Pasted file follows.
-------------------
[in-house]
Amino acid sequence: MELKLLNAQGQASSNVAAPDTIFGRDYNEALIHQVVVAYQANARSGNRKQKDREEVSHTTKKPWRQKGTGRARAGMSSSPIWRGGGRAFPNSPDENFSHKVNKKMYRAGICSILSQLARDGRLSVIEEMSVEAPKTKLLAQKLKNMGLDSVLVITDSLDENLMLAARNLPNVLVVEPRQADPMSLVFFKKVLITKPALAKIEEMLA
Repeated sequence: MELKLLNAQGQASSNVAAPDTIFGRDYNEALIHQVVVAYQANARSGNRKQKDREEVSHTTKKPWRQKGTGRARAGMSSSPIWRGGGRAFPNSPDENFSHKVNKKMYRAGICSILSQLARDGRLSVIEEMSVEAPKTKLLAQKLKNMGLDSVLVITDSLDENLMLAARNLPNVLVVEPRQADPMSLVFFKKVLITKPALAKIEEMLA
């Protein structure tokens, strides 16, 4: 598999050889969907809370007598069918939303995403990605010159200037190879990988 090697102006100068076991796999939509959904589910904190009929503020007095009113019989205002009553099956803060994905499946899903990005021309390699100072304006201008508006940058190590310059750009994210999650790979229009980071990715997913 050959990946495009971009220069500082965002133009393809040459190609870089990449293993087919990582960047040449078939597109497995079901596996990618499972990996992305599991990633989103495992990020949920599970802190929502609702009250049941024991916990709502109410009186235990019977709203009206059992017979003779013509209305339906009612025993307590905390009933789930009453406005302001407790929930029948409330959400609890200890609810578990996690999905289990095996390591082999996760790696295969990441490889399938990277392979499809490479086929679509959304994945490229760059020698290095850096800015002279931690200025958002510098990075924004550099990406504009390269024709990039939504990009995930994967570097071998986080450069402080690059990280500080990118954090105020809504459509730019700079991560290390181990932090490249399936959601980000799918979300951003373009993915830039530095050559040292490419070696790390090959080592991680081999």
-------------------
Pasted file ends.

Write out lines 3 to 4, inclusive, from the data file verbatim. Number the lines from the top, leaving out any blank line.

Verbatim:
Repeated sequence: MELKLLNAQGQASSNVAAPDTIFGRDYNEALIHQVVVAYQANARSGNRKQKDREEVSHTTKKPWRQKGTGRARAGMSSSPIWRGGGRAFPNSPDENFSHKVNKKMYRAGICSILSQLARDGRLSVIEEMSVEAPKTKLLAQKLKNMGLDSVLVITDSLDENLMLAARNLPNVLVVEPRQADPMSLVFFKKVLITKPALAKIEEMLA
């Protein structure tokens, strides 16, 4: 598999050889969907809370007598069918939303995403990605010159200037190879990988 090697102006100068076991796999939509959904589910904190009929503020007095009113019989205002009553099956803060994905499946899903990005021309390699100072304006201008508006940058190590310059750009994210999650790979229009980071990715997913 050959990946495009971009220069500082965002133009393809040459190609870089990449293993087919990582960047040449078939597109497995079901596996990618499972990996992305599991990633989103495992990020949920599970802190929502609702009250049941024991916990709502109410009186235990019977709203009206059992017979003779013509209305339906009612025993307590905390009933789930009453406005302001407790929930029948409330959400609890200890609810578990996690999905289990095996390591082999996760790696295969990441490889399938990277392979499809490479086929679509959304994945490229760059020698290095850096800015002279931690200025958002510098990075924004550099990406504009390269024709990039939504990009995930994967570097071998986080450069402080690059990280500080990118954090105020809504459509730019700079991560290390181990932090490249399936959601980000799918979300951003373009993915830039530095050559040292490419070696790390090959080592991680081999």